False consciousness explanations are the last refuge of the desperate. Why doesn't the world agree with me? Brainwashing by the liberal media! Capitalist control of the organs of propaganda! Getting people to say “death tax” instead of “estate tax” turns voters into addled zombies unable to think straight! “Performative passion!” “The coping strategies of interns”? What exactly are they coping with. Well, clearly, the profound injustice of working on terms AK condescendingly disapproves of. If someone seems to really like her internship, then she must be suffering from a kind of low-grade Stockholm Syndrome. But of course, interns aren't hostages. And in this case, the false consciousness comes after the choice to work for free. So what explains that? Why would you choose to make sacrifices to do it? Because the expected payoff is bigger than the sacrifice? Because you want a chance to do be involved in something you love? Isn't “I'm sacrificing to work for free, therefore I must love it?” almost exactly backwards? Rather, we make sacrifices to do things we love. We perform passionately because we are passionate about what we are doing.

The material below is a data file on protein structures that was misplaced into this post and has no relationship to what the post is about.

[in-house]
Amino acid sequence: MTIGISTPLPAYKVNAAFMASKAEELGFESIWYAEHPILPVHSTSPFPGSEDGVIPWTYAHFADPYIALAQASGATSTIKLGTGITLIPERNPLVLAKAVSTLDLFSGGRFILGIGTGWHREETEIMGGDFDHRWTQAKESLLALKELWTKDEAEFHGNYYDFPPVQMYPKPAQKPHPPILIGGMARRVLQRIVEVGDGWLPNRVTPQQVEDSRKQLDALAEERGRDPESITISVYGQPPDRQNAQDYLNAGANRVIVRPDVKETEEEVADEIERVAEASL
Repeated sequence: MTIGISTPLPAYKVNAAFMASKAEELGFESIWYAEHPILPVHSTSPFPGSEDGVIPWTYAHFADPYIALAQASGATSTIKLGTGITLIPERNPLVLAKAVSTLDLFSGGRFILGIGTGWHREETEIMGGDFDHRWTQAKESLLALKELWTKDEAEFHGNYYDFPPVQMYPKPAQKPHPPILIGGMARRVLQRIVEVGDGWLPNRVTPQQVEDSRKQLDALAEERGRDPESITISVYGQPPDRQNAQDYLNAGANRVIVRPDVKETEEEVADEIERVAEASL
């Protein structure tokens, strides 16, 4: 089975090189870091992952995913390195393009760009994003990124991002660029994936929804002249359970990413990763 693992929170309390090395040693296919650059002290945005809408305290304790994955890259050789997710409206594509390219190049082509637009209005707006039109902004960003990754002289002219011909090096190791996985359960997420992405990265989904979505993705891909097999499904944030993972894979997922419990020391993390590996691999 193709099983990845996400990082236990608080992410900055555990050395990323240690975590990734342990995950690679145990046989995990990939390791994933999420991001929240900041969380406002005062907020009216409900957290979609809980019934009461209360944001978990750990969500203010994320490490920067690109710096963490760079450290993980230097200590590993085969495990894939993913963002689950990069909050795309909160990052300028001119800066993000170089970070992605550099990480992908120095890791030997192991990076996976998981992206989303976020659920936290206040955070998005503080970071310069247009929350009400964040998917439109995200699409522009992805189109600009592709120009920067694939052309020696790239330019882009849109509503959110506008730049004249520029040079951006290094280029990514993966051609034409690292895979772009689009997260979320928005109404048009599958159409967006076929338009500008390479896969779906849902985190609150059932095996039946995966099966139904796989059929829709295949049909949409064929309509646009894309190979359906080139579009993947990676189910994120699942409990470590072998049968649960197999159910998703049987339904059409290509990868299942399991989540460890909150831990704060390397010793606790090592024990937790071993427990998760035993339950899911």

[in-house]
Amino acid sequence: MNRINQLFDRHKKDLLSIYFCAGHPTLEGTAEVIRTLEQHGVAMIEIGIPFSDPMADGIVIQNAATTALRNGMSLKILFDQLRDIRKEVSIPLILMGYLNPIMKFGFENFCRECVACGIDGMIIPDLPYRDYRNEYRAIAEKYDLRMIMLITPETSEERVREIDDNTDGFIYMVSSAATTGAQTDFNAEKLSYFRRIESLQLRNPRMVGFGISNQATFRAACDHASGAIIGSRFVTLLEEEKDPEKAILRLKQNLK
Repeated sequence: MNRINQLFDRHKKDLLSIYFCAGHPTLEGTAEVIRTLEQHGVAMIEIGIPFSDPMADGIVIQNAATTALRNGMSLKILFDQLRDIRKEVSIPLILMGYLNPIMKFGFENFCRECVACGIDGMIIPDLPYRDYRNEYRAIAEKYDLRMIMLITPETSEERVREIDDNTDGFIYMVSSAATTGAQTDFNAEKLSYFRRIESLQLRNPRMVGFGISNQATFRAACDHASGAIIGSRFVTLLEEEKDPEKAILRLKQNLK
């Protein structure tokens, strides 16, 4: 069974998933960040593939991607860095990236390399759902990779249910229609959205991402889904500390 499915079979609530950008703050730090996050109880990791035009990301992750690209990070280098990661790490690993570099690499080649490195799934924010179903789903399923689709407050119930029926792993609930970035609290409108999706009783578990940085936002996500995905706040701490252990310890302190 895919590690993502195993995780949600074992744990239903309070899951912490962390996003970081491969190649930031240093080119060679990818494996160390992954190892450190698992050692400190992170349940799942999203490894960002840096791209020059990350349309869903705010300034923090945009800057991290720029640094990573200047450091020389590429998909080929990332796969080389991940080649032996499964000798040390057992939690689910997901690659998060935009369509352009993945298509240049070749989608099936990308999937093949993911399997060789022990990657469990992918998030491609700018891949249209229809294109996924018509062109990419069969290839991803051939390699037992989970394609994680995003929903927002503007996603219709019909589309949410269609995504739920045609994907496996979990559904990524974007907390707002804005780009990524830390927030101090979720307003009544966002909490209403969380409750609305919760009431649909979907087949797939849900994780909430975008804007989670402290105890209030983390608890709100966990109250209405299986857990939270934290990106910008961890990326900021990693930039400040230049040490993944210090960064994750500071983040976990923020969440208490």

Summing up, I find the agonistic conception of the labor market simply odious. I think it is false as a description of the labor market in general, super-false as a description of the market for prestige intellectual work, and encourages a sensibility that is psychologically corrosive, and (ironically?) quite likely a hindrance to labor market success. Any healthy relationship, including work relationships, involves an ongoing exchange of gratitude. Proper gratitude is not servile. Gratitude is the virtuous mean between a grasping sense of entitlement, on one extreme, and servility, on the other. Nor does gratitude breed complacency and impede progressive social change. That is the work of ignorance, fear, and hopelessness.